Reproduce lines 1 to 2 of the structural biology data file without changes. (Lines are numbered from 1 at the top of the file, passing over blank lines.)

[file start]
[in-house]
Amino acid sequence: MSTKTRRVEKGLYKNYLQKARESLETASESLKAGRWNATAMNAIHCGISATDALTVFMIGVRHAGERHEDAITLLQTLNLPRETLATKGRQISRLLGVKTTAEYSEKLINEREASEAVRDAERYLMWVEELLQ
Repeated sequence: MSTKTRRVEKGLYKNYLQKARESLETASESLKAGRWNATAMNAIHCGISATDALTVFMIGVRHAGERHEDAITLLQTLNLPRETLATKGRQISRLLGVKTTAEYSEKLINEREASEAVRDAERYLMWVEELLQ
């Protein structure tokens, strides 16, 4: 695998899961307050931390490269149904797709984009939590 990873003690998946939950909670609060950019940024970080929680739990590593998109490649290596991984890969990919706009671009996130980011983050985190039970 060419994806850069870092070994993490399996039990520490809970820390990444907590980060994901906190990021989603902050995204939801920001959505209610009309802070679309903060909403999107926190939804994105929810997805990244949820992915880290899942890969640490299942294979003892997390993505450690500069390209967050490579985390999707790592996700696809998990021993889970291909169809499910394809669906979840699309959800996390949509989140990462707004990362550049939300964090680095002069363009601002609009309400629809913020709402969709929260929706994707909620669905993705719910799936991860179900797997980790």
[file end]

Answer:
[in-house]
Amino acid sequence: MSTKTRRVEKGLYKNYLQKARESLETASESLKAGRWNATAMNAIHCGISATDALTVFMIGVRHAGERHEDAITLLQTLNLPRETLATKGRQISRLLGVKTTAEYSEKLINEREASEAVRDAERYLMWVEELLQ